This year’s Cannes XR—a program fully dedicated to immersive technologies and works, in connection with the art of storytelling and the film industry—took place virtually from June 24th to 26th 2020 due to the Coronavirus pandemic. About 10.000 people registered for Cannes XR Virual, matching numbers from the past years’ live event. The Immersify team held a panel sharing their experiences and insights on producing and exhibiting highly immersive and interactive content. Here is a short recap of the presentation.
Right on time at 8 pm CET, Cécile Dumas from Marché du Film opened the panel with a short introduction to the topic, addressing the change of plans due to the Coronavirus pandemic. She then gives the floor to Maciej Glowiak from PSNC, who lead through the conversation, posing some questions in between the speakers’ presentations:
First, Mauricio Alvarez Mesa from Spin Digital talked about technologies for the next-generation of immersive media, focusing on demands for very high resolution and wide field-of-view (FoV). When asked about high-resolution technology demands on head-mounted displays (HDM), he argues that “HDM technology is evolving slower than people expected but we foresee that in the near future there will be HDMs – and there already are some professional ones on the market – that will need 8K“.
In the next part of the panel, Eryk Skotarczak from PSNC spoke about new approaches to immersive content production and 360° videos. He showed behind-the-scenes footage and demonstrations from some of the content created during the Immersify project, including 14K panorama and 360° timelapses, live 8K and super slow motion content productions and ambisonic sound production. Ending his presentation with footage from the final Immersify demonstration and the 8K screen technology used for the live stream part of the demonstration, he concludes “We use twelve projectors because there is no projector solution for a real 8K system yet“, pointing out the demand for further development in the fields of immersive media technologies.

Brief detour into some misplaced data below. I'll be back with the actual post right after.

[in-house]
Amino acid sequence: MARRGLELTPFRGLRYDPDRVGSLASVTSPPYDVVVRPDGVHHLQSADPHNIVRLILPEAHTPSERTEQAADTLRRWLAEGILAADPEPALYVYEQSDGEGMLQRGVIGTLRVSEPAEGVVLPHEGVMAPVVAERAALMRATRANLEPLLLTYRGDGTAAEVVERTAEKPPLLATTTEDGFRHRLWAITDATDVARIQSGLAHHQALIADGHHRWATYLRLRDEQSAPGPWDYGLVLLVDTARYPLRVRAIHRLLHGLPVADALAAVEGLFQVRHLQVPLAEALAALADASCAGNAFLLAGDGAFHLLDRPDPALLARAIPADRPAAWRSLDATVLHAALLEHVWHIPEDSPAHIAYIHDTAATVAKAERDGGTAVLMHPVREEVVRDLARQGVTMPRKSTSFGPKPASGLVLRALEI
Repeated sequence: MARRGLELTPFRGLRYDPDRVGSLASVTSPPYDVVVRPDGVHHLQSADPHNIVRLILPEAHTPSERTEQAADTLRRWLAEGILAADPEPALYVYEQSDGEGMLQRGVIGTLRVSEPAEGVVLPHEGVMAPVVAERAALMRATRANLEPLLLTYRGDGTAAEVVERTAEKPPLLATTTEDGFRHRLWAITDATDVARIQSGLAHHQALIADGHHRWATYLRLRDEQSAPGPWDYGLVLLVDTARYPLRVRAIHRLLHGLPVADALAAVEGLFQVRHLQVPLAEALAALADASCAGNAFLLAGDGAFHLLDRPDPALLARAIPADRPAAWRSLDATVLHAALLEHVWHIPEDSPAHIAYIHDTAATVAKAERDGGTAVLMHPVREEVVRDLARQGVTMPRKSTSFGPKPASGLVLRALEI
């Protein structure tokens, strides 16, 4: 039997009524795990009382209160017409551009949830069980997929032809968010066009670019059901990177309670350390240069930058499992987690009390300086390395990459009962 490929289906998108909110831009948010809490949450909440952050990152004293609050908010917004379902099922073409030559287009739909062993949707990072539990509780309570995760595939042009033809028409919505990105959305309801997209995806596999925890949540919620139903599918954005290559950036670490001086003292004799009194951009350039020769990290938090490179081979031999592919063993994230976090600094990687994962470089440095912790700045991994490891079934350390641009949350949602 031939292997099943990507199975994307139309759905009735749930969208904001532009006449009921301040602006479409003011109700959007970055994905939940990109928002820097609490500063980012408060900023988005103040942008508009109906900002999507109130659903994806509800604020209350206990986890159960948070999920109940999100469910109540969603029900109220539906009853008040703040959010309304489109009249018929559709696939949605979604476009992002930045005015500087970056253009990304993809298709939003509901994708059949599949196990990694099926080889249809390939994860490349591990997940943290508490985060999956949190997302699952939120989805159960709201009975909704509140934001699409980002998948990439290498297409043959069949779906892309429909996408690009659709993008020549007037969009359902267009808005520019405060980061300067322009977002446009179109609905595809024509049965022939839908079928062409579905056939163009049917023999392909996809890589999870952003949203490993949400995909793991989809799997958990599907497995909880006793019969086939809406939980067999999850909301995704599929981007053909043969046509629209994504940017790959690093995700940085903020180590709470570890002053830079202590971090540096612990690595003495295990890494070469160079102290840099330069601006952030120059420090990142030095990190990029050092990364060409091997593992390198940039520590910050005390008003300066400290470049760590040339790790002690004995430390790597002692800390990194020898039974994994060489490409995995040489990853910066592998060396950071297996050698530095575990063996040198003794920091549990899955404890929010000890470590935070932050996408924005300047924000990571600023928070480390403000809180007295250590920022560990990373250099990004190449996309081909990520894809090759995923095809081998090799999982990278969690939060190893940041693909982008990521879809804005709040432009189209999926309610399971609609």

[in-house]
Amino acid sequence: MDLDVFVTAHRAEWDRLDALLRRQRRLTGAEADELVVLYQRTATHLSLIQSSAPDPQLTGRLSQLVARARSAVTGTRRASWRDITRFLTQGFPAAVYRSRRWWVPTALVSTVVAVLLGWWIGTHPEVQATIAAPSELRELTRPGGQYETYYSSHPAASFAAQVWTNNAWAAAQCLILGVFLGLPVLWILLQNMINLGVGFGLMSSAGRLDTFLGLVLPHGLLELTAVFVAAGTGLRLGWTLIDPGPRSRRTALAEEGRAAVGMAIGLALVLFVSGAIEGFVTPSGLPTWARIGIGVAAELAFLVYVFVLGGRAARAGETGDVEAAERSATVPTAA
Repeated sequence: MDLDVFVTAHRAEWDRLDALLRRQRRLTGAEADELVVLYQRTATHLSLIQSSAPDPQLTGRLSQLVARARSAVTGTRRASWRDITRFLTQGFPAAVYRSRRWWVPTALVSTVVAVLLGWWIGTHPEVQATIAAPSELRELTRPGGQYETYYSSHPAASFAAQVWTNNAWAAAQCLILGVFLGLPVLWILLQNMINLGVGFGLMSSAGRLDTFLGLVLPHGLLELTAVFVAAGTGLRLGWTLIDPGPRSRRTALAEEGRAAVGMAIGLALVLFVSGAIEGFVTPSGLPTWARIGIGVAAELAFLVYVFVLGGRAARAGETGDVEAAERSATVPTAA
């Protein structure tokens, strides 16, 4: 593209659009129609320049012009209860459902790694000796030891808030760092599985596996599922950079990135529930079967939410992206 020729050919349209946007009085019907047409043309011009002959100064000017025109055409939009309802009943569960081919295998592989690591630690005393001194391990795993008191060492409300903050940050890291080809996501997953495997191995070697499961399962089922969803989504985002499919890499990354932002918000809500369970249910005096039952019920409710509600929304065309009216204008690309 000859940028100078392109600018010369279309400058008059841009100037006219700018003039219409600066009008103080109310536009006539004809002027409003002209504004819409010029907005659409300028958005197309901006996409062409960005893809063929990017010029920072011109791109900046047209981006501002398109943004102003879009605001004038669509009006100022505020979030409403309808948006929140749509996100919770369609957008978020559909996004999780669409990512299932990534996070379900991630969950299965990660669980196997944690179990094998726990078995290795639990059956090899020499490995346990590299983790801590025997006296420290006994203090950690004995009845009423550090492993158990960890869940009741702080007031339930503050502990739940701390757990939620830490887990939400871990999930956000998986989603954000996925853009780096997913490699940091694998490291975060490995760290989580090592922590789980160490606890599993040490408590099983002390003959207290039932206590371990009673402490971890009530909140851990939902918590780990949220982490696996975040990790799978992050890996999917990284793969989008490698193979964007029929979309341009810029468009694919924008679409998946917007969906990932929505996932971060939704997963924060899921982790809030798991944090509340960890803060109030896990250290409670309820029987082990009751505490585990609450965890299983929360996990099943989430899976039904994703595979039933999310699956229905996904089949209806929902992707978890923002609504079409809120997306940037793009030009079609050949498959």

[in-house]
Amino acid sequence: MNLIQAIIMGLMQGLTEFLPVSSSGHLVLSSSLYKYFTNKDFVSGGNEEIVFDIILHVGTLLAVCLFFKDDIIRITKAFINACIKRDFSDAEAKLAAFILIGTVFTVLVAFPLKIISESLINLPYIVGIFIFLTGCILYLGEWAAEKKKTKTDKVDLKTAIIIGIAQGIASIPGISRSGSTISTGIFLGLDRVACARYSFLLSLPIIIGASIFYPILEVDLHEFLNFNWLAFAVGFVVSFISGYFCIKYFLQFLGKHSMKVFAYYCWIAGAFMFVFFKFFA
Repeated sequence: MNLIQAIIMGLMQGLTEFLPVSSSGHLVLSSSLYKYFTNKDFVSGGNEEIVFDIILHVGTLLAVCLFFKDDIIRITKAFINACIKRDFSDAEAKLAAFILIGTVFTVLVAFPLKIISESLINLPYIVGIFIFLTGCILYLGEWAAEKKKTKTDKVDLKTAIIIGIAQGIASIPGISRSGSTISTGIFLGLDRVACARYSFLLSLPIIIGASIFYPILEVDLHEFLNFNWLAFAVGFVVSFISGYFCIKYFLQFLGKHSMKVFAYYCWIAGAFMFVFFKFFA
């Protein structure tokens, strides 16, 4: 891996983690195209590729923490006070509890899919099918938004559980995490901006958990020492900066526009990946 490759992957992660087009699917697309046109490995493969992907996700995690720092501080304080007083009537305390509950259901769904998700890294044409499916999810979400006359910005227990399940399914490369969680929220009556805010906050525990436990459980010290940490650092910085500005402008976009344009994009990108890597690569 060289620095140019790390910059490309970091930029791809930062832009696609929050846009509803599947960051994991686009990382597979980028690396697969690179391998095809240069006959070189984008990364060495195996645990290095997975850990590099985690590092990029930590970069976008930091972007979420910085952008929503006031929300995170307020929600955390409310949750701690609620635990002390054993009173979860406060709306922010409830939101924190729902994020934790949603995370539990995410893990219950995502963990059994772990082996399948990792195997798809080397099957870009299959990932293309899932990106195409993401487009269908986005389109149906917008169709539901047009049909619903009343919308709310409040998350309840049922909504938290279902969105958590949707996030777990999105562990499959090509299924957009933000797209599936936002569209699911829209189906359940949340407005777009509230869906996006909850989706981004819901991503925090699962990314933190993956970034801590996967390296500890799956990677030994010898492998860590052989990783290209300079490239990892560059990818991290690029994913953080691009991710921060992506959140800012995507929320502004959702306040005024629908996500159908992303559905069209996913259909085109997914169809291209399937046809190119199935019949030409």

Roland Haring from Ars Electronica Futurelab next discussed interactive and immersive content and the challenges that come with it, emphasizing “What comes to your mind when you think about immersive media probably are HMDs, because this is basically the standard device for immersive experiences. But they have fundamental shortcomings – most of all, they are designed for single user interfaces and therefore are not designed for groups of people. But there is much more than just HMDs.” He then goes into detail about immersive content production for both dome theaters and L -shaped VR environments as well as their technological requirements.
Special guest Ravindra Velhal, Global Content Technology Strategist at Intel, concluded the panel with his view on the project, pushing for moving technological boundaries and breaking the ‘4th wall’ of volumetric production.
You can re-watch the panel discussion here:
More than 200 viewers registered for the panel across multiple platforms, including the Marché du Film Online platform, the Kaléidoscope website, the Tribeca website and a live stream in the Museum of Other Realitie’s conference room.